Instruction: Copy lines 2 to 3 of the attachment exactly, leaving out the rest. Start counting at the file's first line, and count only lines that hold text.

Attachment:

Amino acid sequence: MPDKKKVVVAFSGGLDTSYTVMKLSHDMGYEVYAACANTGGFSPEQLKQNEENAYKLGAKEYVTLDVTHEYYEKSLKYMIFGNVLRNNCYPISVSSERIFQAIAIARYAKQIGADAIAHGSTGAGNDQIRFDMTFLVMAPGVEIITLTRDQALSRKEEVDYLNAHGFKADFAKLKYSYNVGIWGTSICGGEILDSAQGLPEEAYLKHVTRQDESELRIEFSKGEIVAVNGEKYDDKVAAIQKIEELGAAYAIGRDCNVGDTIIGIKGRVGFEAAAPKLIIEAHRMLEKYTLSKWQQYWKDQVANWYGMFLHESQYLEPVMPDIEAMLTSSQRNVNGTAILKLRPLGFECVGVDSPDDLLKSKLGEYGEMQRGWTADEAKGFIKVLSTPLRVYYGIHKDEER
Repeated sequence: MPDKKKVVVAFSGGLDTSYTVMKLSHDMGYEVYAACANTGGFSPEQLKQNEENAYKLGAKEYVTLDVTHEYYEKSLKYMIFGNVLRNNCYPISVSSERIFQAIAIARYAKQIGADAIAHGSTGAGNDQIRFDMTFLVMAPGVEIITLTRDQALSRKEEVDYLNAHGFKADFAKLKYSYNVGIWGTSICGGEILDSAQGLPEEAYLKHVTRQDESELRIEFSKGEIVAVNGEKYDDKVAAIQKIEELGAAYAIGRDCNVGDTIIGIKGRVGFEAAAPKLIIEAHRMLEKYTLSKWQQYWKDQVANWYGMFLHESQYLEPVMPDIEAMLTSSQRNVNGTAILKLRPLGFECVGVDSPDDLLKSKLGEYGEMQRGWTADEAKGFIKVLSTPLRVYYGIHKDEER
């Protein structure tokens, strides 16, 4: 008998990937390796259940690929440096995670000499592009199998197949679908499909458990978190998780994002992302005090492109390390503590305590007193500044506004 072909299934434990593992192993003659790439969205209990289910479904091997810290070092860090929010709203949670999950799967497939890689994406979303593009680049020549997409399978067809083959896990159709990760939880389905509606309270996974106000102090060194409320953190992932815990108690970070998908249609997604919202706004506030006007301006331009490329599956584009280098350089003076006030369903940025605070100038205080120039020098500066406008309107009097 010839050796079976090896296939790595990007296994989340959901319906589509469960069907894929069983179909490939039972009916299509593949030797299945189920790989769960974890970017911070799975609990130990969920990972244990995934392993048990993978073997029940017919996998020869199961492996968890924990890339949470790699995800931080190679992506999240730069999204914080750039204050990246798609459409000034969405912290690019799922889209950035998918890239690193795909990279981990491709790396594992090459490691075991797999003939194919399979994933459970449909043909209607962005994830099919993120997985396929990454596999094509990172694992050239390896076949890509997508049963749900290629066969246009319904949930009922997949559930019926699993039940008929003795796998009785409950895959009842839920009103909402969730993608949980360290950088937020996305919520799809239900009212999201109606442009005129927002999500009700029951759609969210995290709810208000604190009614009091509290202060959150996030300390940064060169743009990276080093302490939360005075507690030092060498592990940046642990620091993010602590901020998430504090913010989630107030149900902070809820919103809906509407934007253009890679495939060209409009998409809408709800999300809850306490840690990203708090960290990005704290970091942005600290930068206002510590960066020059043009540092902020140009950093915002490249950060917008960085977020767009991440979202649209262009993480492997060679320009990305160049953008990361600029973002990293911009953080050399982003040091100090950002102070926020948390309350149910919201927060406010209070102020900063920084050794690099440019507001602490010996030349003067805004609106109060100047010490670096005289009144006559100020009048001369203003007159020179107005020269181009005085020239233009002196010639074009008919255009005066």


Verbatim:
Repeated sequence: MPDKKKVVVAFSGGLDTSYTVMKLSHDMGYEVYAACANTGGFSPEQLKQNEENAYKLGAKEYVTLDVTHEYYEKSLKYMIFGNVLRNNCYPISVSSERIFQAIAIARYAKQIGADAIAHGSTGAGNDQIRFDMTFLVMAPGVEIITLTRDQALSRKEEVDYLNAHGFKADFAKLKYSYNVGIWGTSICGGEILDSAQGLPEEAYLKHVTRQDESELRIEFSKGEIVAVNGEKYDDKVAAIQKIEELGAAYAIGRDCNVGDTIIGIKGRVGFEAAAPKLIIEAHRMLEKYTLSKWQQYWKDQVANWYGMFLHESQYLEPVMPDIEAMLTSSQRNVNGTAILKLRPLGFECVGVDSPDDLLKSKLGEYGEMQRGWTADEAKGFIKVLSTPLRVYYGIHKDEER
């Protein structure tokens, strides 16, 4: 008998990937390796259940690929440096995670000499592009199998197949679908499909458990978190998780994002992302005090492109390390503590305590007193500044506004 072909299934434990593992192993003659790439969205209990289910479904091997810290070092860090929010709203949670999950799967497939890689994406979303593009680049020549997409399978067809083959896990159709990760939880389905509606309270996974106000102090060194409320953190992932815990108690970070998908249609997604919202706004506030006007301006331009490329599956584009280098350089003076006030369903940025605070100038205080120039020098500066406008309107009097 010839050796079976090896296939790595990007296994989340959901319906589509469960069907894929069983179909490939039972009916299509593949030797299945189920790989769960974890970017911070799975609990130990969920990972244990995934392993048990993978073997029940017919996998020869199961492996968890924990890339949470790699995800931080190679992506999240730069999204914080750039204050990246798609459409000034969405912290690019799922889209950035998918890239690193795909990279981990491709790396594992090459490691075991797999003939194919399979994933459970449909043909209607962005994830099919993120997985396929990454596999094509990172694992050239390896076949890509997508049963749900290629066969246009319904949930009922997949559930019926699993039940008929003795796998009785409950895959009842839920009103909402969730993608949980360290950088937020996305919520799809239900009212999201109606442009005129927002999500009700029951759609969210995290709810208000604190009614009091509290202060959150996030300390940064060169743009990276080093302490939360005075507690030092060498592990940046642990620091993010602590901020998430504090913010989630107030149900902070809820919103809906509407934007253009890679495939060209409009998409809408709800999300809850306490840690990203708090960290990005704290970091942005600290930068206002510590960066020059043009540092902020140009950093915002490249950060917008960085977020767009991440979202649209262009993480492997060679320009990305160049953008990361600029973002990293911009953080050399982003040091100090950002102070926020948390309350149910919201927060406010209070102020900063920084050794690099440019507001602490010996030349003067805004609106109060100047010490670096005289009144006559100020009048001369203003007159020179107005020269181009005085020239233009002196010639074009008919255009005066």